Model Encyclopedia - Haidar C62 Class Gondola

Prototype Information

The C62 gondola's were derived from the C65 gondolas. Approximately 11,500 of these cars were made at various rolling stock plants in China from 1971 until 1977.

hdc62_01.JPG

Production Summary

Model Review

General

The C62's were announced before Bachmann's C64's way back in 2004, but in usual Haidar fashion, arrived a bit over 4 years later. Ten versions were produced, although apart from the road numbers, no other variations were made, e.g. beureau/owner markings. While these are a common car, I'm not sure why Haidar bothered doing these since Bachmann put out there similar looking C64's, a much more cost effective car for most modellers, and when there are plenty of other freight car types yet to be modelled?

hdc62_01.JPG

Details

First the positives - the bogies are superb with separately applied springs, masses of undercarriage details and, yes, opening hatches (in regards to how they look) are very good, particularly when open. The brake wheel and associated platform looks gorgeous, as do the tarpaulin hooks (to be installed) and hook supports.

These cars have a very slight body warp along the car side walls. This appears to be worse on some models over others, so it may be a good idea to purchase one of these in person to make sure yours is OK. I would suspect being brass however, it wouldn't be too difficult to 'very' gently bend these back into place. While the bogies look great, unfortunately the wheels do not, very shiny stainless steel. While I prefer stainless steel over brass wheels for its rolling and longevity qualities, they just don't look good - a paint job or outright wheel swap should fix this.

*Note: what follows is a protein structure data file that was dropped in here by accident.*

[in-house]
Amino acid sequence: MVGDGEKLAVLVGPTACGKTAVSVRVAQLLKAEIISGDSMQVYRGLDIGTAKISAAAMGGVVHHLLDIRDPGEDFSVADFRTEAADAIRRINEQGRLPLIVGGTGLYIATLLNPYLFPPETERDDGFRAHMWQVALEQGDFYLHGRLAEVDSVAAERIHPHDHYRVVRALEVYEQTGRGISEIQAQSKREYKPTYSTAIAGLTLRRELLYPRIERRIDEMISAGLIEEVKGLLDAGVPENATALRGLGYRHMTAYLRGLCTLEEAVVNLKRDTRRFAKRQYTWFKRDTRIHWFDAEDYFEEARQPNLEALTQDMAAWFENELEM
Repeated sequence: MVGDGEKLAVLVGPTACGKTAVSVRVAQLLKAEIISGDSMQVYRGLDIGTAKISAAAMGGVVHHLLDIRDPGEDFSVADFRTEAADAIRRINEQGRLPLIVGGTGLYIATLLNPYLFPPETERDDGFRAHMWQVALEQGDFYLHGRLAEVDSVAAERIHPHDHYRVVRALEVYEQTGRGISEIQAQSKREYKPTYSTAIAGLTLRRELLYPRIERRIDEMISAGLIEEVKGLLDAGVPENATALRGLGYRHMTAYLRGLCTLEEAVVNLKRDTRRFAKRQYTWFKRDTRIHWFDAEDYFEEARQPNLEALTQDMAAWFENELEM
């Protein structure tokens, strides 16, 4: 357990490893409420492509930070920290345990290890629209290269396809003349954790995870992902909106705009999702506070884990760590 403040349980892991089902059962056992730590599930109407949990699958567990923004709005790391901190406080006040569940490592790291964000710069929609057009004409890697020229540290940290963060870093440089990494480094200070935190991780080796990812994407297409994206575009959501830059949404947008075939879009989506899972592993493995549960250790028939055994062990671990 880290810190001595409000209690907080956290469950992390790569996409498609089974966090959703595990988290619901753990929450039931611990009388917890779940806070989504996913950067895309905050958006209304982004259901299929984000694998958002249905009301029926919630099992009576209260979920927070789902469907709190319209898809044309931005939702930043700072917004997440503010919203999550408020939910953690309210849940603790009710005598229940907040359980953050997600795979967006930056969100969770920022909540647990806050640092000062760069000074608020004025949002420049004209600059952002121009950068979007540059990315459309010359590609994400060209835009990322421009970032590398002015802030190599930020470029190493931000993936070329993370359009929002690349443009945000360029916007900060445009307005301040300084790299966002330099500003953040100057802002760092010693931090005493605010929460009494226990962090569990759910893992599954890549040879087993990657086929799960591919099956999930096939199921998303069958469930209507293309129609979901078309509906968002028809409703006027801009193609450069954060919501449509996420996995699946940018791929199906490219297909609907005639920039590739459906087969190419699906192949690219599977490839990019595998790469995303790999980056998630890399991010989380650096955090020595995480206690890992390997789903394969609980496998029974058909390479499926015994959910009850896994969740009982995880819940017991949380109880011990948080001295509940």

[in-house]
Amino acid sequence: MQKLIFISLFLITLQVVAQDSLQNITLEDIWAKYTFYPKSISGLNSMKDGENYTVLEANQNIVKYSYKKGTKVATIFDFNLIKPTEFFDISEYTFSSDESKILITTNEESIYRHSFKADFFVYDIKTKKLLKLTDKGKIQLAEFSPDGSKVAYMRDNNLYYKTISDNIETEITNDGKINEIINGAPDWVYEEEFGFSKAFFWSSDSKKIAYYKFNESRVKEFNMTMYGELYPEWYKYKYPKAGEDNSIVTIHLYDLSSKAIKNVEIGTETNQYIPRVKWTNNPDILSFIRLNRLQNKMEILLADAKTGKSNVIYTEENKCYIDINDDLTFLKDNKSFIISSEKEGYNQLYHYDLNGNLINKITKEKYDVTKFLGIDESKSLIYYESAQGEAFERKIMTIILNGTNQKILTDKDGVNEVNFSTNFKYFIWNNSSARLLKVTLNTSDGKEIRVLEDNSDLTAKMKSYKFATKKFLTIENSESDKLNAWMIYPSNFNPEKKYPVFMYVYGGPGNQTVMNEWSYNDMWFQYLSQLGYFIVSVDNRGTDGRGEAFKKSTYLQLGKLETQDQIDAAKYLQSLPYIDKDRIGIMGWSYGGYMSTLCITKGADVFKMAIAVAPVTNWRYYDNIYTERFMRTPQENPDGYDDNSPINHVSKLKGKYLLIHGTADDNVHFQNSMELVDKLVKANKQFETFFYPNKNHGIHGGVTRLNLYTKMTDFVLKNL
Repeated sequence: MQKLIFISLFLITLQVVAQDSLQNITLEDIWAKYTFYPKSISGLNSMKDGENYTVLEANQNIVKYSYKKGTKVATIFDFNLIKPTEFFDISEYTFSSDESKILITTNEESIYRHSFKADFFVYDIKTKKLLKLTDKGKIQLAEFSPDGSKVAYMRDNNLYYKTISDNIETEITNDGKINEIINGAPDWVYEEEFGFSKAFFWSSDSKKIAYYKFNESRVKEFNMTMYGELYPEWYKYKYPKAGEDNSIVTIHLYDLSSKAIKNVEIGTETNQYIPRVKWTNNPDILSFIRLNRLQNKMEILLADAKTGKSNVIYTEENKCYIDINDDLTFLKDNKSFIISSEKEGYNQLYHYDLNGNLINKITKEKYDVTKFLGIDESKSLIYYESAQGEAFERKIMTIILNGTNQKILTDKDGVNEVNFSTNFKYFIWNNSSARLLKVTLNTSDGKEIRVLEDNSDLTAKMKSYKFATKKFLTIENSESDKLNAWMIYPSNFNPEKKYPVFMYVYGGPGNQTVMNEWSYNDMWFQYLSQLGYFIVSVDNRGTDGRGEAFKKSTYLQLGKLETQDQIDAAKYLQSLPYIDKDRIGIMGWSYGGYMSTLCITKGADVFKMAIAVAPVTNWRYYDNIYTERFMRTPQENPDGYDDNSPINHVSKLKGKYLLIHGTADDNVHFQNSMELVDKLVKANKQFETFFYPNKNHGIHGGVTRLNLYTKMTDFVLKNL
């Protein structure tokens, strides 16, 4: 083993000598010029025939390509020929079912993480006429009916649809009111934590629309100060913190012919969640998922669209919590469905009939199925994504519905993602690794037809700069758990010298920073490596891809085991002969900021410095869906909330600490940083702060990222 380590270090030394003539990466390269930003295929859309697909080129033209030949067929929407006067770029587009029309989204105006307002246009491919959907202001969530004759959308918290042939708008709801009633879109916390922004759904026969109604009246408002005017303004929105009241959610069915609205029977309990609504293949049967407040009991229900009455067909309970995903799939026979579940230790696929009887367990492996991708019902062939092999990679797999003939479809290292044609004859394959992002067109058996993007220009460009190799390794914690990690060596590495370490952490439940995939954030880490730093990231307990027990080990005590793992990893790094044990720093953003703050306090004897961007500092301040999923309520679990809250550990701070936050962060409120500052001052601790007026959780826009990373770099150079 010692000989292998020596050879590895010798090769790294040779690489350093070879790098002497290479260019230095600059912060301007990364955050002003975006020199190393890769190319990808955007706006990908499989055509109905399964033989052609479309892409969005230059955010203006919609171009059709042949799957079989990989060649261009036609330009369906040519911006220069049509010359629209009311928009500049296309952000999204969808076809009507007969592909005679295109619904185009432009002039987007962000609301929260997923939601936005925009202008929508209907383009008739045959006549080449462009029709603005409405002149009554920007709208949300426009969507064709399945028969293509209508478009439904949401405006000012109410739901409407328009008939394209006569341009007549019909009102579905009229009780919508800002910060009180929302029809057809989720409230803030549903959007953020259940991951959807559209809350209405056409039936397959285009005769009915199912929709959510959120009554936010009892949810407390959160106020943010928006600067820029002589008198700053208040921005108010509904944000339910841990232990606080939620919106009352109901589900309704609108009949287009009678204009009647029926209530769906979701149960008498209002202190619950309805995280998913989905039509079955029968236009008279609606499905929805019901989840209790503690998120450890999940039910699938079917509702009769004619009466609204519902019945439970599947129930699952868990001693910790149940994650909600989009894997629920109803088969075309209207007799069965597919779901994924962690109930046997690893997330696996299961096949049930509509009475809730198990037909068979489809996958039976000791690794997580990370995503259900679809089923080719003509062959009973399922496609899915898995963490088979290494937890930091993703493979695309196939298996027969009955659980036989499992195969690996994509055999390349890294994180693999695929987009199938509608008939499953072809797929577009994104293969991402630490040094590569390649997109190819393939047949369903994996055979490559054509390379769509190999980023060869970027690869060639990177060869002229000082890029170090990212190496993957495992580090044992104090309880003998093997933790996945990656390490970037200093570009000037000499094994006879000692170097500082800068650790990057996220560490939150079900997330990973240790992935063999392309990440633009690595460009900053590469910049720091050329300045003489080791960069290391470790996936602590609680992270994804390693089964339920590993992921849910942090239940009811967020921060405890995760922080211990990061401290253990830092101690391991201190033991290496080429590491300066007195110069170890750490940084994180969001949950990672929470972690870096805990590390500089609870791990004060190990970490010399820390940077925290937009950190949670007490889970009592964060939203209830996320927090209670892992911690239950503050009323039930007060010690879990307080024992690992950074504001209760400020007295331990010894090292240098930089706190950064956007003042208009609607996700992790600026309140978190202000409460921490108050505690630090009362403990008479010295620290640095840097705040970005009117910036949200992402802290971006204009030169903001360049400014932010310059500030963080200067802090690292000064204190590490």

While I was really looking forward to the opening/closing doors on these cars, I wasn't particularly impressed for a few reasons. Firstly, once these are opened, it is virtually impossible to seal the doors back into their original closed position. I think I've discovered that this may be related to the paint on the cars which made the hinges stiff and slightly bend out of shape upon opening. I've also noticed that the paint itself flakes off around the hinges after opening/closing a few times. The hinges for the side hatches are two very fine strips of brass that are attached to the main car body by bending them over a very fine loop. Being such a soft metal, these have a tendency to 'straighten out' allowing the hatch to simply fall off the car.

The inside of the cars look terrible - with many solder joints clearly visible under the paint - and what's the deal with those coupler screw holes protruding through the floor of the car? There is a large metal slab weight included (I'm not sure what for as they're heavy enough), and it sits in the bottom of the car, which blocks about a quarter of the visibility through the side hatches. If a load is in the car, then this is not really important - but I can't imagine too many people would buy these cars to be actually USED on a model railway.

The paint work is very glossy which makes it look cleaner than new. Lettering is very sharp, although I think the data panels under the CNR logos are much to close to the end of the car - being printed over the end rib.

Performance

The cars are fairly free rolling, and a weight is included for those who wish to run them which slightly improves this.

Couplers

Haidar have used metal couplers on these, with scale heads which look great. However, I don't think Haidar really get the point of couplers in general as this is their third product to be released with non-functional ones. Perhaps this isn't such a problem with these cars, as most will be put in a siding somewhere with all the doors wide open and probably never used. They should accept Kadee #5/58/158 medium shank couplers with little fuss.

hdc62_04.JPG
hdc62_03.JPG
hdc62_06.JPG
hdc62_05.JPG
hdc62_02.JPG

Return to the Model Encyclopedia Index Page here